One of the ways I have learned to save money on groceries for my family while increasing the number of organic, all-natural and healthy foods my family eats is to learn how to prepare food at home differently. Not only can I save money while eating better now, but I actually save time too.
For months now, I’ve subscribed to a menu service called HauteMealz.com, where the chefs offer a planned weekly dinner menu, complete with the recipes, shopping list, and everything you need to plan your weekly dinners, without having to search websites, make your own lists and plan your own menus. Okay, sure, I tweak the menus, add my own flare or my family’s likes and dislikes to it, mix and match a bit, but this subscription service has helped e plan for my weekly grocery shopping in a way I haven’t before, and it’s saved me money.
Shop in Bulk
The best tip I learned from subscribing to this service is that when you plan your weekly meals, if you plan to use a similar ingredient throughout your meals that week, you can buy that main ingredient in bulk and save a lot of money.
For example, if chicken is your main meat for the week, you can buy organic chicken whole and use different parts of it for different meals. Perhaps one day, you make a chicken ceasar salad while on another day you serve BBQ chicken wings. Then you can make broiled Asian chicken thighs another night and grilled chicken breast with an orange or raspberry sauce another night.
Cook Once, Eat Multiple Times
My family frequently will order grass-fed beef from local farms in bulk, 50-250 pounds of beef at a time. If you have a good deep freezer, this is the absolute best, most economical way to buy quality, healthy beef, and save money.
One a weekend when we’re all hanging out by the pool, we’ll fire up the grill and cook a lot of the meat in advance, grilling it to the point that it’s almost cooked ready to serve but not quite. Then we’ll let the meat rest and cool, and then seal it in the vacuum sealer (which we bought for less than $50-and it has saved us countless of dollars-a great investment). The sealed, cooked packets can then go in the freezer and what you have is a piece of meat that is cooked with all the flavor of the grill but that will only take you about 10 minutes to defrost and heat up in a pan (or the microwave, if you must), and you have a finished main course with very little work.
To make different dishes from this, you simply need to pick out your pre-cooked meat, cut it, cook it, add sauces to it, add it to your recipes, whatever you need to do with it, but you cut your time considerably because the meat is already cooked. On the day we do the pre-cooking, we’re usually eating steak that we were going to put on the grill anyway, so the extra time to cook the rest of the meat and put it in the vacuum packs isn’t much more than it usually takes to clean up. Plus, you only have to clean and prep the grill one time for multiple meals instead of before and after each meal.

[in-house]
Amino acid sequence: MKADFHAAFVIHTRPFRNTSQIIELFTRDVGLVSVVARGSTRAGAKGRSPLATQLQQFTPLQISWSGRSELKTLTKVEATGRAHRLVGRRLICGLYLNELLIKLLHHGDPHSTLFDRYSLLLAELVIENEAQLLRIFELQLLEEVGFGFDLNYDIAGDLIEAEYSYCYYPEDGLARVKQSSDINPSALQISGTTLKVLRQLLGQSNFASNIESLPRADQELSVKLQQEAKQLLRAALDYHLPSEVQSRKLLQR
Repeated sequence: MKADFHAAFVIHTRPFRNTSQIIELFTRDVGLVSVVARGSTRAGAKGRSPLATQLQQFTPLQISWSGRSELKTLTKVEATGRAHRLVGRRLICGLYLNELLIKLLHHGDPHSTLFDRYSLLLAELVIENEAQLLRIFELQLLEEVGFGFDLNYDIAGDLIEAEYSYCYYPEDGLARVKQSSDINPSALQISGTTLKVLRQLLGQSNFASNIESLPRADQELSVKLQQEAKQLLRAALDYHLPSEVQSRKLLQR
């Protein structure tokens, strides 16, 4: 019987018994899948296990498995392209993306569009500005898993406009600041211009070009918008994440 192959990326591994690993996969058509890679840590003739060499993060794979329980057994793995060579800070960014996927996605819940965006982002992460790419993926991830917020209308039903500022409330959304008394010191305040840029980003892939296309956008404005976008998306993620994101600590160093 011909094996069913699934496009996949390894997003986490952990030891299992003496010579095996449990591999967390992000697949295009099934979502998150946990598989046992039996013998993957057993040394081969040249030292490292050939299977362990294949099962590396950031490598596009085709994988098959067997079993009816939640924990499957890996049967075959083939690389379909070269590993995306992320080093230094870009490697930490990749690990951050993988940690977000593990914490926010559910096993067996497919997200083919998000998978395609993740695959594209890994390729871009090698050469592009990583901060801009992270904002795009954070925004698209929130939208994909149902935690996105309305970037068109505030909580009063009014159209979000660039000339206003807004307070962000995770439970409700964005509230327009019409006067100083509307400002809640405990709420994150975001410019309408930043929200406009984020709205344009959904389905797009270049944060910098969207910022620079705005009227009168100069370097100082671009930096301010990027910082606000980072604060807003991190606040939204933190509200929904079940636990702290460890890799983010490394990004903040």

Sauces and Bases
Another thing I like to do in bulk is stocks, sauces and bases. Most of these can be frozen in small containers or plastic baggies in the freezer for quite some time (months or longer), but you can make them fresh, with whole, healthy ingredients, instead of the pre-packaged convenience items that are full of preservatives and sodium and other bad things. Find a day when you have some time, chop and dice once, cook several sauces or stocks at the same time, then store them together.
For thicker sauces and soup bases, you can store them in Ziploc style bags and simply put them in a warm water bath to defrost. For thinner ones, find sealable plasticware to store your items in the freezer. Just be sure to label things, because sauces are hard to identify once they’ve been frozen. Just be sure to freeze them in small enough portions that you won’t have to heat and re-heat the same portion over and over, because this ruins the flavor, healthiness of the food, and can actually make people sick.
Repurpose Leftovers, Spices Galore!
Instead of just eating the same leftovers the same way you cooked them, learn to repurpose them. One night, I served white beans with a vegetable broth as a side dish with some free-range, organic chicken and basmati rice. I had some leftover chicken, rice and beans, so I shredded some of the chicken, tossed it all into a pot together, added some chopped carrots, celery and onions, then tossed in the rice and the beans to make a hearty chicken soup. The only ‘prep’ I had to do for the second meal was chopping the veggies, and my family didn’t even realize it was the same meal from before.
The next night, with still having some white beans left, I took them and some coconut oil, some cumin, coriander, red pepper, turmeric and paprika, and refried the beans and mashed them with the spices. I spread the refried spiced white beans on tostada shells, chopped up some fresh veggies on top, a little shredded raw goat’s milk cheddar cheese from a local farm and some fresh salsa. My family loved these tostadas, and I really didn’t have to cook anything that day, because it was already cooked. Just reheated and mashed the beans.
Use your imagination and instead of just eating your leftovers the same way you cooked them the first time, repurpose them. It will keep you from getting bored with the same foods, save you money because you’re using all the food you’re cooking, and it challenges you to get creative-but most importantly, it saves time in cooking too, while your family will still love the food as though you had slaved over it again.